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BANGALORE CHOIR – Civilized Good
Anthony Morgan
April 2012

David Reece

Fired from German heavy metal outfit Accept in late 1989, vocalist David Reece travelled to Los Angeles in a bid to track down potential musicians to work with. He discovered bassist Danny Greenberg and guitarist John Kirk through the Guitar Institute Of Technology in Hollywood, the latter having played with guitarist Curt Mitchell in Reno, Nevada as a member of Razormaid. To complete the outfit John telephoned Curt, who travelled to Los Angeles. Rusty Miller was initially on drums, but was shortly replaced by Darek Thomas Cava (ex-Brunette). This was how melodic rock outfit Bangalore Choir came into existence.

“It was crazy,” remembers David Reece, vocalist and co-founder of Bangalore Choir. “We had only played like nine shows in LA, and we had an offer from every label in the city. Giant / Warner Brothers came up to see us play at The Palace. They signed us, and then we started looking for producers. We started with Max Norman (Ozzy Osbourne / Megadeth), and it just wasn’t a pleasant experience so we got rid of him. We then got Jim Barton who has since worked with Queensrÿche, and Jimbo completed it. On Target (1992) did a few 100,000 units when it came out and then of course the tide changed, and pretty much hard rock was over with. It did really well though, and it’s amazing that that record has stood the test of time. We did Firefest a couple of years ago; we played probably 50% of that record live, and everybody knew the words and were asking about it. They had the initial pressings, and everything. It did well.”

The tide in question temporarily claimed the life of Bangalore Choir, the assortment’s demise lasting roughly 15 years. “We had Whitesnake’s management,” the mainman explains. “We were on one of the biggest labels in the world and eight weeks after release they dropped us, and we were told that basically hard rock is finished, get a real life, and get a new job. With the pressures internally created by that and being told that they weren’t going to support us, the band just frittered away. I stayed in Los Angeles and did some other things, but I got out of music for about ten years.

“If you do it for as long as I have and you get out of it though, it’s still a part of you. You can’t completely walk away. I missed it terribly the whole time. A friend of mine contracted MS (multiple sclerosis) in Twin Cities, Saint Paul in Minneapolis, Minnesota where I kind of started. I was phoned up by some guys who asked me if I would come there, and just record before this guy passed. Fortunately he’s still alive. He’s not doing very well, but… I did a bunch of recordings with those guys (Dare Force) just for fun, and they posted it on the net. The next thing you know I’m starting to get offers from record companies. I got an offer from Martin Kronlund to come over to Sweden and do the Gypsy Rose record (June 2008’s Another World) back in 2007, so I decided to do it. Since then I’ve been working like an idiot.”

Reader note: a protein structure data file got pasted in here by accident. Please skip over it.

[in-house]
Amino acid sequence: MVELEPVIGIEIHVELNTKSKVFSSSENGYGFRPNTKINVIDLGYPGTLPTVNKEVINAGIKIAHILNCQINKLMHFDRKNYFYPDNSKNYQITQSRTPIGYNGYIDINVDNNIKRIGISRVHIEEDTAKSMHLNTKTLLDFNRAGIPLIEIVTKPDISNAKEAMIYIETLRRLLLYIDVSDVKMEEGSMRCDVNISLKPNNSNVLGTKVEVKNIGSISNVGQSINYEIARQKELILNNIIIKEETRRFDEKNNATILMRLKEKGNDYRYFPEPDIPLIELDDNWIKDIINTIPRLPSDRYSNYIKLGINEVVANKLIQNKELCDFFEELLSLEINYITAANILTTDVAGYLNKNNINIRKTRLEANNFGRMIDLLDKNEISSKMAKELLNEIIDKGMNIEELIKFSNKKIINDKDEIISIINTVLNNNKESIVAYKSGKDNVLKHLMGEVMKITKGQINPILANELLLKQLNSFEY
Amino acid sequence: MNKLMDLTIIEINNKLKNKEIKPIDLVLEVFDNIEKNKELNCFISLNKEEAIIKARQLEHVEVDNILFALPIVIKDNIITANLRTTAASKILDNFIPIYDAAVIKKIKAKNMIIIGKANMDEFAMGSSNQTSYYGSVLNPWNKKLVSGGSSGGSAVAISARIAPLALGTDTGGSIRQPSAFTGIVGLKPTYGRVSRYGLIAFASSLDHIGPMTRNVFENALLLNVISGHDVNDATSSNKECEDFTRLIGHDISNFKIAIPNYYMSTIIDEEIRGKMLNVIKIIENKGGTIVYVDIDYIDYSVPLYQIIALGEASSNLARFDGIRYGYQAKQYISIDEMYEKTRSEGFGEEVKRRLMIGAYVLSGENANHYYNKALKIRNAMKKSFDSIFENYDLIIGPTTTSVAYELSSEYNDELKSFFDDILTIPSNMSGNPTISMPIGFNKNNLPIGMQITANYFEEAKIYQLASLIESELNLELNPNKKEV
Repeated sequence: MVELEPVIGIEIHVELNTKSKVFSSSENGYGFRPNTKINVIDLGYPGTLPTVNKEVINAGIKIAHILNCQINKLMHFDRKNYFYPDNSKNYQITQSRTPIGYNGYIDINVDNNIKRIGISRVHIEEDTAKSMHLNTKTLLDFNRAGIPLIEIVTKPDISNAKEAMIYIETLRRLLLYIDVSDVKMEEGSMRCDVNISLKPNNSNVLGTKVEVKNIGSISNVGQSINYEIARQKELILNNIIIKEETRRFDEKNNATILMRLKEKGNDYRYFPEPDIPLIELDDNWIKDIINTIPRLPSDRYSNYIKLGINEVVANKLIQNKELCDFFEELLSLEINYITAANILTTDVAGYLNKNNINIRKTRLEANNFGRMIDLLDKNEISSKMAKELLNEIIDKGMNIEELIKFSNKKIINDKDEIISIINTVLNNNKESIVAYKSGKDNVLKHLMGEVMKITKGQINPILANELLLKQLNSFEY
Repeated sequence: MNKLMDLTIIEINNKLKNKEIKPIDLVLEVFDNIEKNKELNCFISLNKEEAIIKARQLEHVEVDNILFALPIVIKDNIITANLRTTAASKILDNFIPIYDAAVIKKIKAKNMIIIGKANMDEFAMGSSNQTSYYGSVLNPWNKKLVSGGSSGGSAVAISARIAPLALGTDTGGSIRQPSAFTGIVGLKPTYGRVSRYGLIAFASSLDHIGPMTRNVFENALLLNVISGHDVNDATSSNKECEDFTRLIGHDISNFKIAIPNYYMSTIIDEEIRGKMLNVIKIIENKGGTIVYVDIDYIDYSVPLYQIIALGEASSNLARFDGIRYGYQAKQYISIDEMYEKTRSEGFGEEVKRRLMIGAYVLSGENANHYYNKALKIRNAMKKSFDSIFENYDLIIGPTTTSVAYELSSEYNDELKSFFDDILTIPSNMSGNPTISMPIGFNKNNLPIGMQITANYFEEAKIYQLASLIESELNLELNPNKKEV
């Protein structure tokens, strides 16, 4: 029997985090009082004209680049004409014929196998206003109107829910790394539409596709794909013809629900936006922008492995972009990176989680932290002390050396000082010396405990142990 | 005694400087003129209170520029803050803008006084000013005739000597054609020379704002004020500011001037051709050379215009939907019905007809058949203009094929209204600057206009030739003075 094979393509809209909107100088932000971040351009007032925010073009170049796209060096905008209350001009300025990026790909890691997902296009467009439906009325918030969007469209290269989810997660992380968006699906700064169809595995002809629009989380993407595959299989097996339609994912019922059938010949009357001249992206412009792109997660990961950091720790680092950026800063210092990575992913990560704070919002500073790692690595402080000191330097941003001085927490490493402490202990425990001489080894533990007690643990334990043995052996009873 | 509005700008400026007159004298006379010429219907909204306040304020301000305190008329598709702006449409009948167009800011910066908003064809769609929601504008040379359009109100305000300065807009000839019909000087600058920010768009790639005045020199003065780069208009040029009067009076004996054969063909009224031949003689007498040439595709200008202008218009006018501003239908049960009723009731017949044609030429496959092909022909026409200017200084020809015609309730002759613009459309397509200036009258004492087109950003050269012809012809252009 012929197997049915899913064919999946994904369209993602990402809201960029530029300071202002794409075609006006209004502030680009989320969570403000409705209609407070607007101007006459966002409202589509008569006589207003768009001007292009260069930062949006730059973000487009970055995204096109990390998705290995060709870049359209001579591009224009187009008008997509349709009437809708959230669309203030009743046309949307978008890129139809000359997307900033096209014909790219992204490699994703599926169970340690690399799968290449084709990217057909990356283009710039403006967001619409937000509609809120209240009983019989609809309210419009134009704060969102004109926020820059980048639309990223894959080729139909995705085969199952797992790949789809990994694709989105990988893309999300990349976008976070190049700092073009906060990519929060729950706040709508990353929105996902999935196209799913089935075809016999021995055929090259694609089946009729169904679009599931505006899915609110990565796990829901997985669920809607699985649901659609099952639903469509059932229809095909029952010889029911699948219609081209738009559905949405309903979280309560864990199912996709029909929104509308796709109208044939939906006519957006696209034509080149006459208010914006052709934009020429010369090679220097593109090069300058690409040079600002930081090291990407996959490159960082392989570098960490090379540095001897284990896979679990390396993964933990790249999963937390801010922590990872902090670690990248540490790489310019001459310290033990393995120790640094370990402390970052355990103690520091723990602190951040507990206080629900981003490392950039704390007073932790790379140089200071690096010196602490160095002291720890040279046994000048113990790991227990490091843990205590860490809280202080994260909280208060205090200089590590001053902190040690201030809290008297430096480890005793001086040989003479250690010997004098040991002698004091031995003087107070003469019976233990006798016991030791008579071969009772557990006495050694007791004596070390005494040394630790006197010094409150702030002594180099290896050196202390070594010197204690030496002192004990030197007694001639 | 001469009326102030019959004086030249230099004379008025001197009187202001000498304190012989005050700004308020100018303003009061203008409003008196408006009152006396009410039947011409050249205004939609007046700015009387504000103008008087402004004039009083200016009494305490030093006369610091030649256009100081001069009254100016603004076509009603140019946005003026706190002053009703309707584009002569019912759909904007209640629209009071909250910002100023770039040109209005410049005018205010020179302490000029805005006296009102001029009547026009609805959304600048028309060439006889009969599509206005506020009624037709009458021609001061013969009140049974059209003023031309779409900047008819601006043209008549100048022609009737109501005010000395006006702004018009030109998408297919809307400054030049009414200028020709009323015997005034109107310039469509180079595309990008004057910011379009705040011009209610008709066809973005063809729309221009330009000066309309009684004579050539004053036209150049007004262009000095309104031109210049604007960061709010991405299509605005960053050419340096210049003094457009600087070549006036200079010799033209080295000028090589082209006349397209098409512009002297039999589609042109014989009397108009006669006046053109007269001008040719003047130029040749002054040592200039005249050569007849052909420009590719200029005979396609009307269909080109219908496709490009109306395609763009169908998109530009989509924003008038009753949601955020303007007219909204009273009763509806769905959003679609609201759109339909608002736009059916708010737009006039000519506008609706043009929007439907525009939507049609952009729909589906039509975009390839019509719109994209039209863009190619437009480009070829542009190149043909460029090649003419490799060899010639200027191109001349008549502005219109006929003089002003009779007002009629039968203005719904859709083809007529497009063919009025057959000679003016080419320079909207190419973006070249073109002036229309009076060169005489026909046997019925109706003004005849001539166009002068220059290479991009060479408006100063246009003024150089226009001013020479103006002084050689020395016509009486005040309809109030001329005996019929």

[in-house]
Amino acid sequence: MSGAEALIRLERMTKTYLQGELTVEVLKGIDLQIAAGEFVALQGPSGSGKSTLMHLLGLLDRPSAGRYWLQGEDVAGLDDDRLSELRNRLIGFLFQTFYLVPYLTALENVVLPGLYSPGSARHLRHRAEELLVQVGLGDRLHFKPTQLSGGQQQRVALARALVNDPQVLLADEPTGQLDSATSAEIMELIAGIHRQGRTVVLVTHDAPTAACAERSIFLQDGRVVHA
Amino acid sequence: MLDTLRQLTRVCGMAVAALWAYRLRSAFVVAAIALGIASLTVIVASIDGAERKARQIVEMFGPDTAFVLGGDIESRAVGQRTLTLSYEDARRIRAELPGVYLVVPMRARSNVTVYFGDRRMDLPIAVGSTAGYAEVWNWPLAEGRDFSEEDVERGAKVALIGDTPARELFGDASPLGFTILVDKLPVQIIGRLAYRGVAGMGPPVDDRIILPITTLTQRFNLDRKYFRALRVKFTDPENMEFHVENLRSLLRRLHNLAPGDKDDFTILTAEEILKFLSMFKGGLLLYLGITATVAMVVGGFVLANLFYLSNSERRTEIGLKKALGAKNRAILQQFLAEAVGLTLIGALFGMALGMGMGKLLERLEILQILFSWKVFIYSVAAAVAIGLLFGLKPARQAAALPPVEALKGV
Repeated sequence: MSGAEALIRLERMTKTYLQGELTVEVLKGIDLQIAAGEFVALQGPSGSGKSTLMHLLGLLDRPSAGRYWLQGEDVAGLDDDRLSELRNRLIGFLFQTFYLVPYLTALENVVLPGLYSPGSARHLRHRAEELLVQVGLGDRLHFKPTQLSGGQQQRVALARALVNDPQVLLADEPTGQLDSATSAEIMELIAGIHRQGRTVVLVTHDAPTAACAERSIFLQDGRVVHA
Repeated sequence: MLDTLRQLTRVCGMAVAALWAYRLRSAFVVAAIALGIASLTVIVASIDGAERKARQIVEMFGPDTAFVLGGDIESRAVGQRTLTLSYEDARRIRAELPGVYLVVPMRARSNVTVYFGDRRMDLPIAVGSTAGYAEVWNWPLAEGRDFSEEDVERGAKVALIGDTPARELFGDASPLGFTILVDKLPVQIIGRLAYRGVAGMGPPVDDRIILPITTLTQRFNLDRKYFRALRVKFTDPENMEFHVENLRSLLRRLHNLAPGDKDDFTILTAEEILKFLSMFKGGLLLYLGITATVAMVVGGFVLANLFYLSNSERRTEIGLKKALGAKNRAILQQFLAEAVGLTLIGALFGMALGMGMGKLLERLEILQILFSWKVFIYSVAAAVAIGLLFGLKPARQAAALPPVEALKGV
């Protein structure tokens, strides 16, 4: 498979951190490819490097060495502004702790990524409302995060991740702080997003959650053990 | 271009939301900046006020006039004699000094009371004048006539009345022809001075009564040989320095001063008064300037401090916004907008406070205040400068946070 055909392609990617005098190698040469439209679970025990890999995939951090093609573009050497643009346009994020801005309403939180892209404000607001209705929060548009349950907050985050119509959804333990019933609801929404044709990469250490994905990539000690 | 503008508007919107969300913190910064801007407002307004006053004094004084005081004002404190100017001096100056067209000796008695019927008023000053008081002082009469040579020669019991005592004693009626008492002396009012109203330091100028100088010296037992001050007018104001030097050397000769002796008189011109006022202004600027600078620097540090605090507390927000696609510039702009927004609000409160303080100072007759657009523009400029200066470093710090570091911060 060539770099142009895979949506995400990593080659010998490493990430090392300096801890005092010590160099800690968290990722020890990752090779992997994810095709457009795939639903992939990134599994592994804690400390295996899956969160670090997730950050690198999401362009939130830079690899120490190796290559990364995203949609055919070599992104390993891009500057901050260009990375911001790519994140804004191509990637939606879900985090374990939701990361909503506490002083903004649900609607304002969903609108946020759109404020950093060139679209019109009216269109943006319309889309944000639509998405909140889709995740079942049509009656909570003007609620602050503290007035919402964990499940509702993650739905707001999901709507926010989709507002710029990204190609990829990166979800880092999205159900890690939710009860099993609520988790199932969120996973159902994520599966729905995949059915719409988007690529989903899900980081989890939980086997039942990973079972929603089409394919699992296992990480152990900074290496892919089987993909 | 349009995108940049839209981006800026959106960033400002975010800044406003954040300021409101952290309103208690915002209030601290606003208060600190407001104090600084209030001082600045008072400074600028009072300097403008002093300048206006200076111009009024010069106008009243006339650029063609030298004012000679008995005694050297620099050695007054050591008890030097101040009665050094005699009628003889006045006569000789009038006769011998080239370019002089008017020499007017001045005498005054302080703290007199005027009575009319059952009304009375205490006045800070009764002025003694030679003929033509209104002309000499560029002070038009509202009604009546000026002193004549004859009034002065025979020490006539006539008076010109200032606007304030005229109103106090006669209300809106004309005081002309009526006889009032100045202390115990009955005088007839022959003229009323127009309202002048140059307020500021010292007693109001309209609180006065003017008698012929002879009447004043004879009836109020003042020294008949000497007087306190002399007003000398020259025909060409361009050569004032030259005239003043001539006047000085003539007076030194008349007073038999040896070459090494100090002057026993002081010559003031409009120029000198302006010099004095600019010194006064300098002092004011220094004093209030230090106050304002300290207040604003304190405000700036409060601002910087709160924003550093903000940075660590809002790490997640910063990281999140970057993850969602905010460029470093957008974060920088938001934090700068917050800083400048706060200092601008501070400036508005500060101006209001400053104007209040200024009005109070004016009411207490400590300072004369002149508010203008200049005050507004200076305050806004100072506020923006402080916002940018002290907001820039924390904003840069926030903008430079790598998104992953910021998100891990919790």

August 2009 solo album Universal Language is among the work David has undertaken. “I moved back to Germany, and was in my favourite pub,” he divulges. “Andy Susemihl walked up behind me, and said ‘Hey, we should do some writing together.’ One thing led to another, and that’s where Universal Language spawned from.”

Further solo material might be in the pipeline. “It depends on the label,” the singer reckons. “If AOR Heaven wants another one, I’ll do it. I’m really excited about Metaphor and promoting this record. Right now, I’m writing with some young guys. We’re doing a really heavy thing; it’s reminiscent of what I did with Accept, the reason being because a lot of my fans have asked me to go back to that. I don’t know if it’s a solo album or if it’s a group project, but it’s killer. I’m really happy with it. If that turns into a solo record, then cool. If not, I would love to do a solo record. I don’t know how much longer I’ve got on this earth to do records (laughs), but I would love to do another one.”

David’s sole outing as an Accept member was May 1989’s Eat The Heat. “The good of it was in those days I played seven days a week, five hours a night in America,” he recalls. “You had to emulate a lot of the singers you were copying, so you went out, you had a strong voice, and you sang every night, but you kind of lost your identity. You didn’t really know if you’re a singer or not, or if you could hit the notes. When I got into Accept Dieter Dierks really worked me as a singer, and the result of that was I developed my own style. That’s one of the good things. Some of the bad stuff was I was never really comfortable in the group, and trying to replace Udo (Dirkschneider) is a difficult thing. Nobody really can; it’s not really Accept without Udo. That’s some of the bad, but overall, learning the work ethic and what it takes to be professional and do it was good. It was a whole different atmosphere for me. They don’t mess around (laughs).”